Contemporary Liberals: More Representative and Responsive Democracies
The Radical Left: More Inclusive and Participatory Democracies
Contemporary Conservatives: More Formal Representative Democracy
The Radical Right: Democracy as Freedom
The Extreme Right: Imagining Conspiracies
The Extreme Left: Seeing Formidable Obstacles to Radical and Global Democracy
Conclusions
Questions of Authority
Classical Liberals: Authorizing Limited Governments that Secure (Property) Rights
Traditional Conservatives: Orchestrating Social Harmony
Anarchists: Rejecting All Governmental Authority
Marxists: Authority As Oppressive, Then Necessary, and Finally Eliminated
Communists: Justifying Massive Authority as a Means to Abolish the State
Fascists and Nazis: Embracing Totalitarian State Authority
Contemporary Liberalism: From Limited Government to a Strong State
Contemporary Conservatives: Limiting the Activity of Governments
The Radical Right: Starving Government While Imposing Social Regulations
The Radical Left: Enhancing the Public Sphere
The Extreme Right: Resisting Authority that Disregards Sacred Texts
The Extreme Left: Contesting Governmental Authority
Conclusions
Questions of Justice
Classical Liberals: Equal Dignity but Unequal Rewards
Traditional Conservatives: Unequal Rights but Commensurate Responsibilities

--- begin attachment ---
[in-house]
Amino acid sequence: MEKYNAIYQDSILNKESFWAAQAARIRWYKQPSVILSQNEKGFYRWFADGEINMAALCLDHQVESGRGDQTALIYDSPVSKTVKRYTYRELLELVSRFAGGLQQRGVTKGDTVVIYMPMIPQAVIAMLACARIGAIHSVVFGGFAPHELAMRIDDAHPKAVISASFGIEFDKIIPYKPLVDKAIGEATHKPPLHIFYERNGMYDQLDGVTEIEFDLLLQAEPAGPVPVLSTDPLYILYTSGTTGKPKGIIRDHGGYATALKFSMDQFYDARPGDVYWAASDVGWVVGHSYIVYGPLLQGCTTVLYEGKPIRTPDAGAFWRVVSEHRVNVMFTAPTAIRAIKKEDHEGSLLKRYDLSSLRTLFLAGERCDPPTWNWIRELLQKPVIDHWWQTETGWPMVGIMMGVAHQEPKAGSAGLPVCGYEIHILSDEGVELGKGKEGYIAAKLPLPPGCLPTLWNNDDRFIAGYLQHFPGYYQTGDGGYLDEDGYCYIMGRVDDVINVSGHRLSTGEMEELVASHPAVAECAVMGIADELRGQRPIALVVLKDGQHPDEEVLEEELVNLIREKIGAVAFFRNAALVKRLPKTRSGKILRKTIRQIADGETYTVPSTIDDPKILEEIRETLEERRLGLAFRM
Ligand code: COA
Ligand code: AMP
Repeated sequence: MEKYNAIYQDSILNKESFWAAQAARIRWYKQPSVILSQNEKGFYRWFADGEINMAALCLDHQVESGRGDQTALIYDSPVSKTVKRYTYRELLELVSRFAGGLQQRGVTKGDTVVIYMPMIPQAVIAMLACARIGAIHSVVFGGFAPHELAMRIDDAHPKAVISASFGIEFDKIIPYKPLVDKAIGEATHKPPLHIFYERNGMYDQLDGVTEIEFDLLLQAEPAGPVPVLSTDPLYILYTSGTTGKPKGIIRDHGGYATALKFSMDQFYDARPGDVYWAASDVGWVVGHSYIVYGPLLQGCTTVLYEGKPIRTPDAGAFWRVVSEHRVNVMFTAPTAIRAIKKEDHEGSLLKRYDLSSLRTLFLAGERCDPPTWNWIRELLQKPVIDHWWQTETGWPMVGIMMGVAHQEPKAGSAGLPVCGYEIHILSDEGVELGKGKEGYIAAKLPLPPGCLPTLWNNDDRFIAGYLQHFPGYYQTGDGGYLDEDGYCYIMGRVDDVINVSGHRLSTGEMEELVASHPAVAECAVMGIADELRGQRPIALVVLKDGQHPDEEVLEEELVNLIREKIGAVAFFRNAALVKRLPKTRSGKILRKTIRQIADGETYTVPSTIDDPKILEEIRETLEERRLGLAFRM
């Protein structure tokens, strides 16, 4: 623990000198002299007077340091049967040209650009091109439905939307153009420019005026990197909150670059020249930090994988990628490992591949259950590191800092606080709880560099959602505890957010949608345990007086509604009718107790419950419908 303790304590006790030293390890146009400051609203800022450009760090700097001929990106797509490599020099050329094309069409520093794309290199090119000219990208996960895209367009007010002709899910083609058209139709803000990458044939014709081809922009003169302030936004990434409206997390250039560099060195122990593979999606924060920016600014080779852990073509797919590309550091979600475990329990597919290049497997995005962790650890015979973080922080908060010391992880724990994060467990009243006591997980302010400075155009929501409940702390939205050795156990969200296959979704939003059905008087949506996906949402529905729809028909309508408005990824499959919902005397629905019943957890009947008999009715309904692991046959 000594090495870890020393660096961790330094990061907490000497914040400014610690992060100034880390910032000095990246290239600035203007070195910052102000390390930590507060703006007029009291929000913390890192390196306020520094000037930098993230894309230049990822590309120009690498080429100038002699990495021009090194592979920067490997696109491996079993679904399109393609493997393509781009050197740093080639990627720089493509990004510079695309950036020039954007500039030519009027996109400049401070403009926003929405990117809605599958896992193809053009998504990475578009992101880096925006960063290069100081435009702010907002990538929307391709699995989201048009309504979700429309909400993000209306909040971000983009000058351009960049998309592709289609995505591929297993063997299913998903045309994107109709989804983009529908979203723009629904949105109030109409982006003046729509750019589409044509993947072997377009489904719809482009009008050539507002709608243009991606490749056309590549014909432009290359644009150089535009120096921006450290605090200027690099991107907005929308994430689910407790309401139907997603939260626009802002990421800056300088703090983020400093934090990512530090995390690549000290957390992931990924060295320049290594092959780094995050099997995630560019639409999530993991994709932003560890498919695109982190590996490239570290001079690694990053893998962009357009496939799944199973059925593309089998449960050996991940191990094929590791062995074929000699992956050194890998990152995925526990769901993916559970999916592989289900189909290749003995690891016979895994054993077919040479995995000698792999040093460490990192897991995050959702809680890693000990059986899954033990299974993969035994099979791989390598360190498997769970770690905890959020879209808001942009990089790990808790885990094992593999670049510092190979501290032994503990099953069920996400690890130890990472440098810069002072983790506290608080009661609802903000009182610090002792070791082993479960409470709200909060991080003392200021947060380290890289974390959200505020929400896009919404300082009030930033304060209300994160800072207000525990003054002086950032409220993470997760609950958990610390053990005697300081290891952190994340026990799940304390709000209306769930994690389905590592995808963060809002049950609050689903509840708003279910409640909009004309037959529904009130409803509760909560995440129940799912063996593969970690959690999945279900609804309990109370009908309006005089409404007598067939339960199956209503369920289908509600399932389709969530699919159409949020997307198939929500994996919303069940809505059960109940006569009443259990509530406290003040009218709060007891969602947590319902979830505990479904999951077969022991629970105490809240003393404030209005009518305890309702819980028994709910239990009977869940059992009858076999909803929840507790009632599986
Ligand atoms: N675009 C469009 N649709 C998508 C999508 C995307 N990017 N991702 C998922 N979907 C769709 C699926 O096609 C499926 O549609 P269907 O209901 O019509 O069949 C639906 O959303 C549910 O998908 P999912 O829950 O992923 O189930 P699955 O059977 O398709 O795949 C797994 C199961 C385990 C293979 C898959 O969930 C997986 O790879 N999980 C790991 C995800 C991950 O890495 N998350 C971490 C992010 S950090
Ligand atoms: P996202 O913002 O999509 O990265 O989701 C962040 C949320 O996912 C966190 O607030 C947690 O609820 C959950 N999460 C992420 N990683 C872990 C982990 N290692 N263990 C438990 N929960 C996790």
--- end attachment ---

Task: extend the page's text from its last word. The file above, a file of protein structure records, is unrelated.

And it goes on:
Anarchists: Right Conduct in the Absence of Just Institutions
Marxists: Transcending the Circumstances of Justice
Communists: Using Social Control to Build a Society in which All Needs are Met
Fascists and Nazis: National or Racial Dominance as More Important than Justice
Contemporary Liberals: Compensating for Undeserved Disadvantages
The Radical Left: Pursuing a More Egalitarian Society
Contemporary Conservatives: Criticizing Social Justice, Emphasizing Compassion
The Radical Right: Focusing on Fair Procedures and the Pursuit of the Common Good
The Extreme Right: Regarding Moral Goodness as the Basis of Just Outcomes
The Extreme Left: Decrying Global Injustice while Striving to Share "the Common"
Conclusions
Questions of Change
Classical Liberals: Seeking Economic, Intellectual, and Moral Progress
Traditional Conservatives: Slowing the Winds of Change
Marxists: Predicting Revolution From Below
Anarchists: Calling for Rebellion rather than Revolution
Communists: Generating Revolutions While Deviating From Marxist Orthodoxy
Fascists and Nazis: Revolutionary Change Toward Certain Conservative Values
Contemporary Liberals: Achieving Fundamental Change Incrementally
Contemporary Conservatives: Pursuing Reforms - of "Failed" Liberal Programs
The Radical Right: Seeking Major Changes, even if they Enhance Inequalities
The Extreme Right: Returning to a Past of Greater Moral Certainty
The Radical Left: Evolutionary Change Toward More Democratic Equality
The Extreme Left: Wholesale and Ongoing Change - Without Revolutions
Conclusions
Notes
References
Index